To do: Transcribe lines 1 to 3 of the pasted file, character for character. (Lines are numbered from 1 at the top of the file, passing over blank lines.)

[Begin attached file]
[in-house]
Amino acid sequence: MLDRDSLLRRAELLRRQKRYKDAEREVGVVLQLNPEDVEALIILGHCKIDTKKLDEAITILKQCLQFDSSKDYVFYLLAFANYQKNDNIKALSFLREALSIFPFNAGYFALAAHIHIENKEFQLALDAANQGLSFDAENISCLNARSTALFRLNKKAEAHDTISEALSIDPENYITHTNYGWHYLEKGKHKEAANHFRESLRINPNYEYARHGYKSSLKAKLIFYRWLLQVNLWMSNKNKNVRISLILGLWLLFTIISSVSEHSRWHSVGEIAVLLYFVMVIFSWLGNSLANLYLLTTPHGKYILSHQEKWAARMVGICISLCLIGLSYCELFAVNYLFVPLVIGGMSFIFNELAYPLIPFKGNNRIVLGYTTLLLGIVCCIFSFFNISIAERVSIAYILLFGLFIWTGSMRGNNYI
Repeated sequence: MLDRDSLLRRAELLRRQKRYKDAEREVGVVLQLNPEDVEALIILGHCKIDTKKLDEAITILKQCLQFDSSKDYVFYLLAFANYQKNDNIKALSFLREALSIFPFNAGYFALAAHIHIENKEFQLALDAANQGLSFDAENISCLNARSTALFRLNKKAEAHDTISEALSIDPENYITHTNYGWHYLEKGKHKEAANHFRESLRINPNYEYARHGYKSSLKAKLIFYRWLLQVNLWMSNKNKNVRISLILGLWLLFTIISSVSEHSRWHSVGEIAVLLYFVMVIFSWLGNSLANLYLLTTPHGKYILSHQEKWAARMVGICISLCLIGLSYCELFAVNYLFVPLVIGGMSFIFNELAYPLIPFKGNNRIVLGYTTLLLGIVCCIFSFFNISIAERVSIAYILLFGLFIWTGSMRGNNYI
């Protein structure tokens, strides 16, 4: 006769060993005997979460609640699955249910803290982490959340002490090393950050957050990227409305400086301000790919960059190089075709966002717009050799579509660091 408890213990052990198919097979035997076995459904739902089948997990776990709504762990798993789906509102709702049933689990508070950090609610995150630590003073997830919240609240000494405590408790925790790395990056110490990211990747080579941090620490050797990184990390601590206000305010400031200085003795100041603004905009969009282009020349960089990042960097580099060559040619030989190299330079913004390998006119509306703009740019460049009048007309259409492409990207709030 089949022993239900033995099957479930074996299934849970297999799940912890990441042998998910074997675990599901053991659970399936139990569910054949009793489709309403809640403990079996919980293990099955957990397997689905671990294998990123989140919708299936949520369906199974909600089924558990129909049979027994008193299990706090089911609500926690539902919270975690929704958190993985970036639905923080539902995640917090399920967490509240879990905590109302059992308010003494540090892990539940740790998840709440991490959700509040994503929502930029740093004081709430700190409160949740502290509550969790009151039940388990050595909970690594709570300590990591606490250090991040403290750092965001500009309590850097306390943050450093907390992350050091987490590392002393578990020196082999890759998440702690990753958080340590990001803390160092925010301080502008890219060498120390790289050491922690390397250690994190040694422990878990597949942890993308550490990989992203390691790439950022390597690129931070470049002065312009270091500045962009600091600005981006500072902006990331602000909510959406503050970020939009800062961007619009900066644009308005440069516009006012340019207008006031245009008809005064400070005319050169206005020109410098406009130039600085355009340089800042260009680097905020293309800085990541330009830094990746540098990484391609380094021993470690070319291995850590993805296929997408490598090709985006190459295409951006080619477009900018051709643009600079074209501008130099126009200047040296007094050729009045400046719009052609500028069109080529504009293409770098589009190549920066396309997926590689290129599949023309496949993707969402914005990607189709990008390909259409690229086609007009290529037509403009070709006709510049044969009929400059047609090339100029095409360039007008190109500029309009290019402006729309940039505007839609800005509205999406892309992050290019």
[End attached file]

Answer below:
[in-house]
Amino acid sequence: MLDRDSLLRRAELLRRQKRYKDAEREVGVVLQLNPEDVEALIILGHCKIDTKKLDEAITILKQCLQFDSSKDYVFYLLAFANYQKNDNIKALSFLREALSIFPFNAGYFALAAHIHIENKEFQLALDAANQGLSFDAENISCLNARSTALFRLNKKAEAHDTISEALSIDPENYITHTNYGWHYLEKGKHKEAANHFRESLRINPNYEYARHGYKSSLKAKLIFYRWLLQVNLWMSNKNKNVRISLILGLWLLFTIISSVSEHSRWHSVGEIAVLLYFVMVIFSWLGNSLANLYLLTTPHGKYILSHQEKWAARMVGICISLCLIGLSYCELFAVNYLFVPLVIGGMSFIFNELAYPLIPFKGNNRIVLGYTTLLLGIVCCIFSFFNISIAERVSIAYILLFGLFIWTGSMRGNNYI
Repeated sequence: MLDRDSLLRRAELLRRQKRYKDAEREVGVVLQLNPEDVEALIILGHCKIDTKKLDEAITILKQCLQFDSSKDYVFYLLAFANYQKNDNIKALSFLREALSIFPFNAGYFALAAHIHIENKEFQLALDAANQGLSFDAENISCLNARSTALFRLNKKAEAHDTISEALSIDPENYITHTNYGWHYLEKGKHKEAANHFRESLRINPNYEYARHGYKSSLKAKLIFYRWLLQVNLWMSNKNKNVRISLILGLWLLFTIISSVSEHSRWHSVGEIAVLLYFVMVIFSWLGNSLANLYLLTTPHGKYILSHQEKWAARMVGICISLCLIGLSYCELFAVNYLFVPLVIGGMSFIFNELAYPLIPFKGNNRIVLGYTTLLLGIVCCIFSFFNISIAERVSIAYILLFGLFIWTGSMRGNNYI